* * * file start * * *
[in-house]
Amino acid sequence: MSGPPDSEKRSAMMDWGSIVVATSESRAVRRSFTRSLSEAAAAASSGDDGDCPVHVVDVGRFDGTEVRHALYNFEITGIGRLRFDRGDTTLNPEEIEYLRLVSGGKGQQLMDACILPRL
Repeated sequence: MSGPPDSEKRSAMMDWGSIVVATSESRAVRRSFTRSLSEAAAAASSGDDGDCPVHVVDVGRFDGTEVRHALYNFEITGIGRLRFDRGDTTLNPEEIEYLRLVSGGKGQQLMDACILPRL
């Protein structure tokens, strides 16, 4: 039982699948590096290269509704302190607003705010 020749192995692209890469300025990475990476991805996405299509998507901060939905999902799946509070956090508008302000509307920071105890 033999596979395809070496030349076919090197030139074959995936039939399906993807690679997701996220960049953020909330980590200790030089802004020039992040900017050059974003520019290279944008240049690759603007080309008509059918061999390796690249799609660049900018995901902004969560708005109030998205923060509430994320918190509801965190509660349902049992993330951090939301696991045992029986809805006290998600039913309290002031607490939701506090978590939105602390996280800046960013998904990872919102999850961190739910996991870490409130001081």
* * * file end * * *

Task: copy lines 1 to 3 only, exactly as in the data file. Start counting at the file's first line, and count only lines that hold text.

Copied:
[in-house]
Amino acid sequence: MSGPPDSEKRSAMMDWGSIVVATSESRAVRRSFTRSLSEAAAAASSGDDGDCPVHVVDVGRFDGTEVRHALYNFEITGIGRLRFDRGDTTLNPEEIEYLRLVSGGKGQQLMDACILPRL
Repeated sequence: MSGPPDSEKRSAMMDWGSIVVATSESRAVRRSFTRSLSEAAAAASSGDDGDCPVHVVDVGRFDGTEVRHALYNFEITGIGRLRFDRGDTTLNPEEIEYLRLVSGGKGQQLMDACILPRL